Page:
Björk to Participate in Anti-Whaling Protest This Saturday

Iceland whaling Hvalur hf

Icelandic musician Björk will participate in an anti-whaling protest in Reykjavík on Saturday, June 3. The organisers of the event are urging the Icelandic government to put a stop to whaling immediately.

Speeches, music, and a workshop

As noted in a press release sent to Icelandic media this morning, musician Björk is set to participate in an artistic event against whaling to be held at the Hjartatorg Square in downtown Reykjavík (below Laugavegur, between Smiðjustígur and Klapparstígur) on Saturday, June 3.

Icelandic musicians Högni and JFDR will take the stage, and speeches will be delivered by actress Hera Hilmars, Kristín Vala Ragnarsdóttir, alongside representatives from Ungir umhverfissinnar (the Icelandic Youth Environmental Association) and the Nordic Youth Biodiversity Network. The two associations will also announce a pending lawsuit against the Icelandic government if the authorities do not revoke the whaling licence immediately.

During the event, organisers will circulate two petitions, an Icelandic and an international one, which will be submitted to the Minister of Food, Agriculture and Fisheries and the Prime Minister next week. As noted in the press release, over 100,000 signatures have already been collected on change.org over the past month. Nearly 18,000 individuals have signed the Icelandic petition.

A solidarity march from the old harbour

The event will begin at 2 PM at the Old Harbor in Reykjavík where attendees will gather around Fífill, a boat owned by the Elding whale watching company, and proceed towards Hjartatorg square, “in the spirit of the journeys that finback whales embark on every year, from the Azores past Iceland to Svalbard.”

Following the procession, the event itself will take place between 3 and 7 PM and will be emceed by actress and comedienne Saga Garðarsdóttir. The organisers will also host an art workshop for children, who will be afforded the opportunity to paint and make their own flags. The musical performances and speeches will be punctuated by DJ sets from Guðmundur Arnalds, Juanma b2b, and Björk. “Join us for a day of music, solidarity, and artistic expression as we gather for a cause close to our hearts,” the Facebook event reads.

As noted on IR in early May, Minister of Food, Agriculture, and Fisheries Svandís Svavarsdóttir stated that it was not possible to halt whaling this season, despite a report showing that the practice is not in line with legislation on animal welfare. “Iceland’s only active whaling company, Hvalur hf., says it is developing two methods to make hunting more efficient, one that uses artificial intelligence and another that uses an electric current,” the article notes.

Sun While It Lasted: May Among “Gloomiest” Months on Record

Rain in Reykjavík

This year’s month of May is in contention to break a more than 70-year-old record for the fewest hours of recorded sunlight in Reykjavík. The rainfall record for the month could also fall, Mbl.is reports.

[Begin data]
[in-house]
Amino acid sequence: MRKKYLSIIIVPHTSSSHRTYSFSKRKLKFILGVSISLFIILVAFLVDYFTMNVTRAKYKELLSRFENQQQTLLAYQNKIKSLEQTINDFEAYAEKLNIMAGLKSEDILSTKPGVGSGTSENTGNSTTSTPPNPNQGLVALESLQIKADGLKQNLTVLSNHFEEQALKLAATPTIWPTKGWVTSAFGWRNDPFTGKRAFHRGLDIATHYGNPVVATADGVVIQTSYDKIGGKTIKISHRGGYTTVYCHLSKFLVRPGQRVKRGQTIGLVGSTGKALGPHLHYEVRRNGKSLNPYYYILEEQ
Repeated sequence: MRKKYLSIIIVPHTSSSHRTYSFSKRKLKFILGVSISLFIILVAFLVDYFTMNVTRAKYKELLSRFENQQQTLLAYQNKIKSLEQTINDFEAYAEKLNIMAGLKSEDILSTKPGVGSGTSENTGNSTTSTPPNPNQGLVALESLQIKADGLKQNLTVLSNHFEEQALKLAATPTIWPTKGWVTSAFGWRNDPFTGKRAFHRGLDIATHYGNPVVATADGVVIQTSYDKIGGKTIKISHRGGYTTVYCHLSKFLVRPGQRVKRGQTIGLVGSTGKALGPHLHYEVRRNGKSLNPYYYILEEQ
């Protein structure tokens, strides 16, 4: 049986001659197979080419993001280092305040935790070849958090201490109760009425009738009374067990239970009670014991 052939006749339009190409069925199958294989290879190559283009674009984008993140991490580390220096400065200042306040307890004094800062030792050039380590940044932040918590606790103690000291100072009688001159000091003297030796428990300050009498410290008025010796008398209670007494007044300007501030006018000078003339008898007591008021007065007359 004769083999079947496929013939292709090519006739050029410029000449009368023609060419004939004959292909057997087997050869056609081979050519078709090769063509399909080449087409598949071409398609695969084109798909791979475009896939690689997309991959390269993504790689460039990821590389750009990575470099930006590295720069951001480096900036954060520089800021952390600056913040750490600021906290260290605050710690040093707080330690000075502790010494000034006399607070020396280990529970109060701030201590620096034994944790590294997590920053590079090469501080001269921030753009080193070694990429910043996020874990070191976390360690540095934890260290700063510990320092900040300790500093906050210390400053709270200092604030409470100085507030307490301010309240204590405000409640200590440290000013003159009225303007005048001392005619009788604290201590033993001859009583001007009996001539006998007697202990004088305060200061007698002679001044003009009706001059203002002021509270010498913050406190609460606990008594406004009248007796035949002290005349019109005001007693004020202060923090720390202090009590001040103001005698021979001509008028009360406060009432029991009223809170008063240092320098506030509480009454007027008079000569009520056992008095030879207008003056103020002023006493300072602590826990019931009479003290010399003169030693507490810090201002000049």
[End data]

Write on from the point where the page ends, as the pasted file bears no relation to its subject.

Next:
A month of gloom and rain

The Icelandic weather Gods have been in a rather punishing mood this May. With nearly two weeks of continuous cloud cover in the capital area, water-cooler conversations in the various offices around Reykjavík have frequently been punctuated by weather-related grumblings. This morning, an article published on Mbl.is appeared to substantiate such pessimism scientifically, noting that our current month of May was in contention to break a more than 70-year-old “sunless” record in Reykjavík.

“Sure, we still have a chance of hitting solar rock bottom,” meteorologist Trausti Jónsson told the outlet. Trausti pointed out that, to date, the fewest number of “sunshine hours” in Reykjavík were recorded in May 1951, or 102.2 hours. When Trausti reviewed the data on Monday evening, the number of sunshine hours in May had reached a meagre 93.5 hours – with only three days remaining of the month. As noted by Mbl.is, this means that if fewer than 8.8 hours of sunshine hours are recorded over those three days, May 2023 would become the “least sunniest” fifth month of the year since measurements began.

Mbl.is further noted that this year’s May compared unfavourably with May of last year, when the number of sunshine hours in Reykjavík totalled 259.3 – exceeding the May average between 1991 and 2020 by 50 hours. Hours of sunshine have been measured in Reykjavík and the surrounding area since 1911, although measurements prior to May 1921 have gone missing.

Rain, rain, and more rain

On Monday evening, a total of 118.3 millimetres of rain had been recorded in Reykjavík in May. The rainiest May on record came in 2018 when the total rainfall was recorded at 128.8 millimetres. As noted by Mbl.is, it would, therefore, only take an additional 10.6 millimetres of rain during the final days of May to be recorded by the Met Office’s precipitation gauge to break the previous record. Such a thing is not beyond the realm of possibility, Trausti told Mbl.is.